These were the kinds of facts Deerinwater carried with her during the week of August 16 at the Congressional Native American Caucus, the rural and disability council meetings and the environment and climate crisis council meeting, in hometown of Washington, DC, in mid-August, only to end up disappointed by the minuscule attention given to Indigenous and disabled issues. It’s this kind of erasure that gnaws at Deerinwater, who also sees disability justice as getting ahead of the problems that can actually create disabilities and illnesses where they didn’t exist, such as from pollution and police violence.

“Think about when mace starts flying or people are shot and lose body parts,” said Deerinwater. “This creates trauma. People can get PTSD or have their existing PTSD made worse. And yes, disabled people do tend to be heavily targeted.” To Deerinwater’s point about the ways in which law enforcement’s deadly practices create disabilities, 29-year-old Kenosha, Wisconsin-resident Jacob Blake is now paralyzed from the waist down after being shot seven times in the back at point-blank range by police on August 23.

As part of the Movement for Black Lives’ platform includes replacing law enforcement with experienced health professionals who could better serve someone having an emotional or mental health crisis, Wilson agreed with Deerinwater that a disproportionate number of police encounters with the disabled usually end fatally.

“The official estimates are somewhere between a third and a half of people of color or Black people who are killed by police are actually disabled people of color,” said Wilson, who notes that many people estimate the numbers to be higher. “Also, we often talk about policing and race in the context of a mental health crisis, but it’s also a risk to people of color who are disabled and who have physical disabilities because our movements are sometimes incorrectly interpreted as being suspicious. For example, I’ve heard stories about sign language being misinterpreted for gang signs.”

Wilson points to the case of 23-year-old Elijah McClain from Aurora, Colorado and chronic asthma sufferer, who was not only placed in a chokehold by police after someone called the law on him for looking suspicious, but was then injected, by the paramedics, with a powerful sedative called ketamine that ultimately killed him. “There you have an example of the actions of the health system, combining with the actions of the criminal justice and police system, resulting in the death of a Black person,” Wilson said.” That’s racism and ableism.”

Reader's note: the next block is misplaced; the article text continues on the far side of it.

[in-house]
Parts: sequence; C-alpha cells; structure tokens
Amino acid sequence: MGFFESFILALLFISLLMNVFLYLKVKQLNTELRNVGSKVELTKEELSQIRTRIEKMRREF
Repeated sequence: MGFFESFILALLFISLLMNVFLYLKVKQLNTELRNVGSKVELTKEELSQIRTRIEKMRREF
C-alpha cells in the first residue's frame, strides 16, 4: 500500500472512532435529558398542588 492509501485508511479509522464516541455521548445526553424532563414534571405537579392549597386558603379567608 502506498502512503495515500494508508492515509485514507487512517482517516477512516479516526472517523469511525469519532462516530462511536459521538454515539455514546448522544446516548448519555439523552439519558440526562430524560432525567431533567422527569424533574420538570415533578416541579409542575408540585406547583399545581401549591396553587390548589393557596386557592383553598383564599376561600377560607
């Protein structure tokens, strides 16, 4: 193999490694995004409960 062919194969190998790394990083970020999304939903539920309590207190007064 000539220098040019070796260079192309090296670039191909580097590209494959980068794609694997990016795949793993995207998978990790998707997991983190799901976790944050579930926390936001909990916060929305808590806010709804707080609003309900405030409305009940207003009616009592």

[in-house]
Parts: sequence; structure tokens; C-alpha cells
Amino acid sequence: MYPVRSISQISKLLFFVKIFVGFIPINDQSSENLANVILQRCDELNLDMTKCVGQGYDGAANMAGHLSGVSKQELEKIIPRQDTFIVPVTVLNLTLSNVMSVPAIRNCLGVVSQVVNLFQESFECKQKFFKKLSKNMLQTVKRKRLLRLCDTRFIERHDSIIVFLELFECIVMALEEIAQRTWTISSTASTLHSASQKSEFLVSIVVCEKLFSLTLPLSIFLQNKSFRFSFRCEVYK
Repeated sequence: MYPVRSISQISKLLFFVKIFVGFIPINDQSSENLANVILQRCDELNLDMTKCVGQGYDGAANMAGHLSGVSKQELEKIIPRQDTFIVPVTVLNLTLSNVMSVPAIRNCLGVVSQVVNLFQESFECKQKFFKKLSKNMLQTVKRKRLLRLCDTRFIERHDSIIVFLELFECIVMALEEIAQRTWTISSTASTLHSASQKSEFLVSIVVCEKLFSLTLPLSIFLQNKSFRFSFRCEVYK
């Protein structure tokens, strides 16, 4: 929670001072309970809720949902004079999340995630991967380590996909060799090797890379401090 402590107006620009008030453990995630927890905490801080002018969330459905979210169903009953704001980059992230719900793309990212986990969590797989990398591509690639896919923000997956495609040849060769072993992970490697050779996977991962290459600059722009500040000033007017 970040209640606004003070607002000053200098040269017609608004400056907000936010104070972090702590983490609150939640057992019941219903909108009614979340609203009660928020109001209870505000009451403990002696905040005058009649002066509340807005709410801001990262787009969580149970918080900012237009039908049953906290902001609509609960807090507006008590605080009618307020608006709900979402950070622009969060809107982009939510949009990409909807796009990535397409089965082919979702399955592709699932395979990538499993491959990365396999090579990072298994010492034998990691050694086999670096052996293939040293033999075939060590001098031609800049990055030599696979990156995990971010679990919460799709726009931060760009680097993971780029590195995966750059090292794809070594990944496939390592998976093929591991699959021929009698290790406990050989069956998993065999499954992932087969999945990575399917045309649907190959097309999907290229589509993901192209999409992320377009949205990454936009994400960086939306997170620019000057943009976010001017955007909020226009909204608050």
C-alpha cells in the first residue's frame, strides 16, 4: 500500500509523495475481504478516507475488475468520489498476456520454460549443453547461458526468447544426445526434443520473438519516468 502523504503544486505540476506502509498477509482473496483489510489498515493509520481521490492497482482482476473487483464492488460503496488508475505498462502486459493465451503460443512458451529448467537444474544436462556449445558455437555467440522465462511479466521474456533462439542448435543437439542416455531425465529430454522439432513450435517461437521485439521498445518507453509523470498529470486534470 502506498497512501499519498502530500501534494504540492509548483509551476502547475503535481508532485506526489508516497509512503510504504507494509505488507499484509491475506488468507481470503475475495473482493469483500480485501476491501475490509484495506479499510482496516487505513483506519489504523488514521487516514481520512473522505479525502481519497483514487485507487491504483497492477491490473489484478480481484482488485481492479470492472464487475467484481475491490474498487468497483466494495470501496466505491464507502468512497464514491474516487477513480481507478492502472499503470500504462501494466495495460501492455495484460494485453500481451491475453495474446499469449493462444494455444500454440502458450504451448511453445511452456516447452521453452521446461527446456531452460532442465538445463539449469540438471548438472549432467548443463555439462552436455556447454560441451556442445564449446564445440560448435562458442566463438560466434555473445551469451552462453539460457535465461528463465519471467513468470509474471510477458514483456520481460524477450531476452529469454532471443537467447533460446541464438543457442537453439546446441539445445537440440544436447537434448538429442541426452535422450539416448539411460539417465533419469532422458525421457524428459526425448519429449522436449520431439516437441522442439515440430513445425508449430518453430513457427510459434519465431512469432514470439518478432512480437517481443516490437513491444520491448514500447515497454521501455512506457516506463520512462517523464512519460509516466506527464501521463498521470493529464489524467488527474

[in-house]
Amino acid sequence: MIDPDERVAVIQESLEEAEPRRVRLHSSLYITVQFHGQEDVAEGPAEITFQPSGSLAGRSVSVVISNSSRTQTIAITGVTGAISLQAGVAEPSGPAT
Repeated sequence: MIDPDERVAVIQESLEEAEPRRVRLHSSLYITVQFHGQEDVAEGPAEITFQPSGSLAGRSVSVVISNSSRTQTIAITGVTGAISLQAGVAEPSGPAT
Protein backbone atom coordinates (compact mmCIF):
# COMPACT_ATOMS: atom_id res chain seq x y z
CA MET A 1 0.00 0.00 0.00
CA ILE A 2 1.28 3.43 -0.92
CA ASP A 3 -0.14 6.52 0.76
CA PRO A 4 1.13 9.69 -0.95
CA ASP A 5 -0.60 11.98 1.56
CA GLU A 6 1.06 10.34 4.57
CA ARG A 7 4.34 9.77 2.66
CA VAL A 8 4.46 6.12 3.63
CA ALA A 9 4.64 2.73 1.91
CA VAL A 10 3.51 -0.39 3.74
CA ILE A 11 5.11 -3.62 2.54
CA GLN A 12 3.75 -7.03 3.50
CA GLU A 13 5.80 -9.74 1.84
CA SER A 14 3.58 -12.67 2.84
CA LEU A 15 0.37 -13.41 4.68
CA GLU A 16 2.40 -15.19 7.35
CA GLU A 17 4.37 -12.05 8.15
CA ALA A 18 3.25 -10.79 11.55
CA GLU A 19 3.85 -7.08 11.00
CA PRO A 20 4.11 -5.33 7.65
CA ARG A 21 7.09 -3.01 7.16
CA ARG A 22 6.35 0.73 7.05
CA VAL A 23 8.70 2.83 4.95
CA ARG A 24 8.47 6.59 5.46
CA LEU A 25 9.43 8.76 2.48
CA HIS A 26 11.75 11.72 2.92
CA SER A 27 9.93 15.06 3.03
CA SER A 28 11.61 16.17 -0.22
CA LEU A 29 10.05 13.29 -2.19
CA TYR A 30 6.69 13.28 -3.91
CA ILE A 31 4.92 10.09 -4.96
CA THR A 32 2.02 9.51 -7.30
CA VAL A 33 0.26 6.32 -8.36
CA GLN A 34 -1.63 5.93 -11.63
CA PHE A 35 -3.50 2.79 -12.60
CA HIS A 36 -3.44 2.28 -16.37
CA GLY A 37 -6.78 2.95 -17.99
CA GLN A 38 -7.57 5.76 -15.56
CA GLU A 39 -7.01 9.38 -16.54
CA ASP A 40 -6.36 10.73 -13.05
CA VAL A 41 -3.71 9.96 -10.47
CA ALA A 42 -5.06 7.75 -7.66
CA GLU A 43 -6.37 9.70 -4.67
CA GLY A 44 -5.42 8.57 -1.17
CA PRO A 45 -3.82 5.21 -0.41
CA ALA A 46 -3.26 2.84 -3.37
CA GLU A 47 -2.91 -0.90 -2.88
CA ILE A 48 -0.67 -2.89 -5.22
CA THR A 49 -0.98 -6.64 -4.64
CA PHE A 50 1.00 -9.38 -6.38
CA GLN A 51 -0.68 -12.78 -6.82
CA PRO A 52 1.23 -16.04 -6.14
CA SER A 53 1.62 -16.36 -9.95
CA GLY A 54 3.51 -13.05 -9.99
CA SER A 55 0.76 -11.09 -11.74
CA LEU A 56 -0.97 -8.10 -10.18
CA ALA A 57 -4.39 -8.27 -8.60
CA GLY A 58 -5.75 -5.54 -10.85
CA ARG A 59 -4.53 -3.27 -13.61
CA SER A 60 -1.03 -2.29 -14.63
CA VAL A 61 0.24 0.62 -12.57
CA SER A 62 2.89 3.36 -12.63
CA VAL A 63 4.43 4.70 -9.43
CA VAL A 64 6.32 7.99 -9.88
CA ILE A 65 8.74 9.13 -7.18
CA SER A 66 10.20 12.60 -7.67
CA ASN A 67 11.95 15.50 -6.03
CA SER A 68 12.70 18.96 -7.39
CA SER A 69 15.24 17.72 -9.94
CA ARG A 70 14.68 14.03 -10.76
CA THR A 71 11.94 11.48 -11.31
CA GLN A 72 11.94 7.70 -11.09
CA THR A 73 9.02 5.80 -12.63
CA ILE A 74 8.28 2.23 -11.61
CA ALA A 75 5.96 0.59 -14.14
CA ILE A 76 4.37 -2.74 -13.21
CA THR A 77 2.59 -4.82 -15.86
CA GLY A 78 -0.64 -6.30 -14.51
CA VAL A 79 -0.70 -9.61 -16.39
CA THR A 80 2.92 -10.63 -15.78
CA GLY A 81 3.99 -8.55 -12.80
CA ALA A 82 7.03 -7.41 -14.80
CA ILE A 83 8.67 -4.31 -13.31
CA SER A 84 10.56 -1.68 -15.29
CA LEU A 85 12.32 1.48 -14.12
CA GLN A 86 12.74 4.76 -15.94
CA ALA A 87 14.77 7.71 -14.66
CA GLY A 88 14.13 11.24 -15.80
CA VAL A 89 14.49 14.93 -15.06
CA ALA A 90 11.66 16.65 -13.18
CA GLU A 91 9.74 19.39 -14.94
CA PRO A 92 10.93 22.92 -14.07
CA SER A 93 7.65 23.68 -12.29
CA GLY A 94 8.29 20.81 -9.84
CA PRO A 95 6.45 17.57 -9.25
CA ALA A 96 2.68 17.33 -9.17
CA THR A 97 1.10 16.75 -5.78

Another 30 Years



“Society is slowly examining our relationship with a hierarchy that places white Christian, able-bodied, hetero males as superior,” said Jeanine D. Costley, who teaches diversity, race oppression and privilege at NYU and at Medgar Evers College’s School of Social Work. “One of the most important things we can do is to develop an awareness regarding ableism and become an advocate. We should ask ourselves: Are we consistently ensuring that all individuals can utilize transportation, education, access to stores, are there interpreters available, are there ramps that assist all bodies to enter, is there Braille available, are there seating arrangements that accommodate all people?”

What’s more, said Costley, is that “individuals living with disabilities are twice as likely to live below the poverty line” and living in poverty is likely to increase instances of disability. Costley’s statement echoed what Deerinwater said about one’s environment creating disabilities, whether it’s from bad air or bad police, and the intersection of housing insecurity, BIPOC experiences and disabilities. The fact is that the majority of people who have experienced homelessness for at least a year are disproportionately “struggling with a disabling condition such as a serious mental illness, substance use disorder, or physical disability,” according to the National Alliance to End Homelessness.

“The enduring overrepresentation of Black persons in the United States’ homeless population has serious implications on medical and mental health disparities, as well as mortality rates,” said Costley. “The extreme stress, anxiety, isolation, and sleep loss that come with homelessness, worsen mental and physical health problems, demonstrating the vicious cycle between homelessness and illness.”

While advocates know that the slow progress to disability justice is a result of a slow-moving culture, they’re not as optimistic that the next 30 years will be very different from the first 30, unless folks in power turn their attention to access over equity. Wilson said that the ADA established rights, which many saw as granting equality, but not accessibility. That means if five children all had the same-sized box to stand on to see over a fence, but some needed two boxes or even help to get onto the box in the first place, and still couldn’t see over, then the system isn’t just and the fence may need to come down altogether.

“The equality framework means we get to go to the same schools. But when we go to the same schools, there are often still questions about whether we have the same access, the same opportunities at those schools,” Wilson said. “Critical Race Theory scholars, for example, have long argued that we would all benefit if we started thinking, not necessarily in terms of equality or in treating everybody the same, but about what we need as a society, in terms of accommodation, in terms of accessibility that is, in terms of what people actually need to thrive, even if that means different people get different things.” It is only when the nation begins to focus on justice alongside rights, on access over equality, will disability advocates feel that they have won.

N. Jamiyla Chisholm is a regular contributing writer to Colorlines and Barnard College’s senior associate director of creative content.